“The reality is that our employees are working hard in difficult, often hazardous conditions, and have kept Canada’s economy afloat through the worst of the pandemic,” said Rob Ashton, President of ILWU Canada. “This is far from the image that the employer wants to convey. It can be a good living, but it takes years of sacrifice to get there and it’s still hard work.”

Ashton cited several points in support of the union’s position, including sporadic earnings for longshoremen due to on-call systems; inconsistent working hours as many workers are posted on a daily basis; and high injury rates, including several fatalities, recorded in recent years.

The President of ILWU Canada also said that higher wages often require night shifts six or seven days a week.

“Our members’ families are faced with rising food bills, housing costs and interest rates. “All we ask of employers is to share some of the wealth our work creates for them through a fair, reasonable pay increase and to ensure our members can continue to do that work with respect and dignity,” said Ashton.

BCMEA said in a statement to CNBC on Thursday that negotiations are still on hold.

“We remain ready to return to the table at any time, provided ILWU Canada is willing to come up with a reasonable proposal, particularly with regard to their request to vigorously expand the ILWU’s responsibility for terminal maintenance,” the group said.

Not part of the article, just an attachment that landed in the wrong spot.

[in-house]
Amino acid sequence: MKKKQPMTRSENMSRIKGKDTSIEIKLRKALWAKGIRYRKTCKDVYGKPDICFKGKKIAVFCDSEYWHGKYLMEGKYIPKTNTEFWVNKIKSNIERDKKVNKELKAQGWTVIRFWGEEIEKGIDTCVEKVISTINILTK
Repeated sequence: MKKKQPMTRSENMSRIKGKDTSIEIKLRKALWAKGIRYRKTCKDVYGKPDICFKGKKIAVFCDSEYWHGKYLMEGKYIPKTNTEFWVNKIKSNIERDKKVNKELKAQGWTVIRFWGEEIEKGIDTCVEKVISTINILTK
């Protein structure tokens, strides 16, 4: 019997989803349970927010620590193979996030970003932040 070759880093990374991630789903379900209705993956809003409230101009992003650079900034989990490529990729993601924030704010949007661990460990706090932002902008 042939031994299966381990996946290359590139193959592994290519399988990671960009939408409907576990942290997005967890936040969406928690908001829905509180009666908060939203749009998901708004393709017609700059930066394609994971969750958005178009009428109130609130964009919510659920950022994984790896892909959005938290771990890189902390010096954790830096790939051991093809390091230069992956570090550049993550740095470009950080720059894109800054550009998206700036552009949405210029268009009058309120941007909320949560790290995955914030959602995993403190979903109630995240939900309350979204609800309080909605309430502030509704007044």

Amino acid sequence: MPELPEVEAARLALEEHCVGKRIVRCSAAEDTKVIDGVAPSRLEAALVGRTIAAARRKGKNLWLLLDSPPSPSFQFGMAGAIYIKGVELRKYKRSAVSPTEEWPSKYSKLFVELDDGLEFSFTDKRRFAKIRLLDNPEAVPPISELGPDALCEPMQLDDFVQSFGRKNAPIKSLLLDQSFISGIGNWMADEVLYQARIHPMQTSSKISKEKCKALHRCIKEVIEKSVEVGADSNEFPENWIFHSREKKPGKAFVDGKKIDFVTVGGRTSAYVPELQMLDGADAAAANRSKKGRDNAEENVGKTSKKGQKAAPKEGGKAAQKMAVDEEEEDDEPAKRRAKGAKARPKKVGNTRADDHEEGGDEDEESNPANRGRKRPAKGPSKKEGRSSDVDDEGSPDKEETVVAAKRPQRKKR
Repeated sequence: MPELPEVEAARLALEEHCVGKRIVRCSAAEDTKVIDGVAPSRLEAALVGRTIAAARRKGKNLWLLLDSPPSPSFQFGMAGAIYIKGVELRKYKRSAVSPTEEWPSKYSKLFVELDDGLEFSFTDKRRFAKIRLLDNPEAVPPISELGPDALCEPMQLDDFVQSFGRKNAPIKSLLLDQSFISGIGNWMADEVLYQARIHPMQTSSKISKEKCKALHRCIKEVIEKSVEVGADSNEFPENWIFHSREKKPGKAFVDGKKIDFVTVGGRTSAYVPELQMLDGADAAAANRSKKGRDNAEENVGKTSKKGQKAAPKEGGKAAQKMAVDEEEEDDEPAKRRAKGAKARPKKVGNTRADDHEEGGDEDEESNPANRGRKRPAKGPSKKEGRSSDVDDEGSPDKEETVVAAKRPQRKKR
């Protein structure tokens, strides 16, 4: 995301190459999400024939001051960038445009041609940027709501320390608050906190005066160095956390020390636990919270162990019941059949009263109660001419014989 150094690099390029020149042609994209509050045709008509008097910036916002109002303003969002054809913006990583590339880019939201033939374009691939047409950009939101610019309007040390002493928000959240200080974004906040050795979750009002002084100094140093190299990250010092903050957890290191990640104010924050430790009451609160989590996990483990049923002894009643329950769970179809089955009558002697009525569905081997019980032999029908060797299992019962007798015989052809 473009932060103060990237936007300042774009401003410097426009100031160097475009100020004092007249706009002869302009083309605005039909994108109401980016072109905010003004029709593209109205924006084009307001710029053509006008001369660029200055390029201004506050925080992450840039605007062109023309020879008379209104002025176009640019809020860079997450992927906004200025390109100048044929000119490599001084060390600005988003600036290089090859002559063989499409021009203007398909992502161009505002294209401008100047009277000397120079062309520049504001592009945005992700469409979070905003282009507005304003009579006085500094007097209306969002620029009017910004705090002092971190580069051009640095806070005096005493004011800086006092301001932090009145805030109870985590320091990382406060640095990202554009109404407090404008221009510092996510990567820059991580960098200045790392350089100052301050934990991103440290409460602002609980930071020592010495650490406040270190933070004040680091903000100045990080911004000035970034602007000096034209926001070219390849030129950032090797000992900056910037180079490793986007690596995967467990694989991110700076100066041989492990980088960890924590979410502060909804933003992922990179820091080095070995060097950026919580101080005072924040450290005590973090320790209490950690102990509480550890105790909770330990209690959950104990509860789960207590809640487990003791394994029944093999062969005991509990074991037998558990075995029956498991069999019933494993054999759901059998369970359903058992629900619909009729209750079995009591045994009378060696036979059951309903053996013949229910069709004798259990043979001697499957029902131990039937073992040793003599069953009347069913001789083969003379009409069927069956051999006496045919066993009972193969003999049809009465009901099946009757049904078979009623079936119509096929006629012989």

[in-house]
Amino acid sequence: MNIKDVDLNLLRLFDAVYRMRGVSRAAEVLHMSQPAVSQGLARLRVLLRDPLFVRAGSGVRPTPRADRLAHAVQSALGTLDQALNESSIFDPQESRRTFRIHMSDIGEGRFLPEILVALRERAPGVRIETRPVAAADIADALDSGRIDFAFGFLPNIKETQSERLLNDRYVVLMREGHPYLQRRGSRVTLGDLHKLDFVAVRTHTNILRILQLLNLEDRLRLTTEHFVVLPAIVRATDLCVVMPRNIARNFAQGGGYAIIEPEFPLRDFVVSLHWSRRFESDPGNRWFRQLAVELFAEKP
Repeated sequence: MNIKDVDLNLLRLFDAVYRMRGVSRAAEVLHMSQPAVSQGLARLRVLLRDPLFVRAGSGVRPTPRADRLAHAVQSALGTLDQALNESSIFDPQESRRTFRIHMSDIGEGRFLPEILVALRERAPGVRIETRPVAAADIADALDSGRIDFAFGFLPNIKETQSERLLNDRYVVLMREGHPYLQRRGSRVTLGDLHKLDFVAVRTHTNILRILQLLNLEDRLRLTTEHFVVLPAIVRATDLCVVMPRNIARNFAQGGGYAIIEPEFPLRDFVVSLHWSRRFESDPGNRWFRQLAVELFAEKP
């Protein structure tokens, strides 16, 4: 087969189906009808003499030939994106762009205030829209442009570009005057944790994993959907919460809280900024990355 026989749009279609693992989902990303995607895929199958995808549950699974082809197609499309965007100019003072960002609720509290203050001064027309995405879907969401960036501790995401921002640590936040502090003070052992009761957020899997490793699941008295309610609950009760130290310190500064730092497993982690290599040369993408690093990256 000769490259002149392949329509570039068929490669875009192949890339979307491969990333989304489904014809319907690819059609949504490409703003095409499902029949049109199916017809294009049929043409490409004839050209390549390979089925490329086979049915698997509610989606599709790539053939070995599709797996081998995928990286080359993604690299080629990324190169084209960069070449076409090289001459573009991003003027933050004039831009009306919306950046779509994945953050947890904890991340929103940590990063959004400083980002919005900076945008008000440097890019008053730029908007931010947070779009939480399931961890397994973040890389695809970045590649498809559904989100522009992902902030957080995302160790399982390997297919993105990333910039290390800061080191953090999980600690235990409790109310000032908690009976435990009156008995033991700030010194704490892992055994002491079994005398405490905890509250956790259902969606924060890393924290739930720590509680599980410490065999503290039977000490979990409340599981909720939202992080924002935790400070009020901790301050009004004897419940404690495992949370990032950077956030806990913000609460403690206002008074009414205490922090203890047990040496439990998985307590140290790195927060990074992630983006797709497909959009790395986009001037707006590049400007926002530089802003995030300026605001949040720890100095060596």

Canadian Labor Secretary Seamus O’Regan Jr., who has urged both sides to return to the negotiating table, spoke Thursday night with Acting U.S. Secretary of Labor Julie Su about the strike’s impact on the North American supply chain.

Since Canada’s parliament is not in session, the governing body would have to recall its members to intervene. Even in the case of remote voting, a quorum for personal voting must always be observed.

US union workers

The diversion of shipping containers raises the question of whether work will intervene in American ports, metaphorically crossing the picket line.

The strike in Canada’s west coast ports was supported by both the ILWU West Coast US Chapter and the International Longshoremen’s Association (ILA).

The ILA, the largest maritime workers’ union in North America, which represents workers in ports on the Atlantic and Gulf Coasts, the Great Lakes, the U.S. Great Rivers, Puerto Rico and eastern Canada, said in a statement that no diverted cargo from striking Ports would be accepted.

The US West Coast branch of the ILWU declined to comment to CNBC on whether its members plan to put any of the diverted vessels into service. Earlier this week, Willie Adams, President of the ILWU US West Coast Division, met with his Canadian counterpart Ashton, and the ILWU had made previous statements of support for its fellow union members in Canada.

According to port authorities, the first of the diverted container ships is expected in the Port of Seattle on July 10.

Canada’s ports handle approximately $225 billion worth of goods each year, with goods ranging from household goods to electronics to clothing being transported by rail. According to the Port Authority, about 15% of consumer trade through the Port of Vancouver goes to or from the United States. Around two-thirds of the container import volume going to the Port of Prince Rupert goes to the US, port data shows.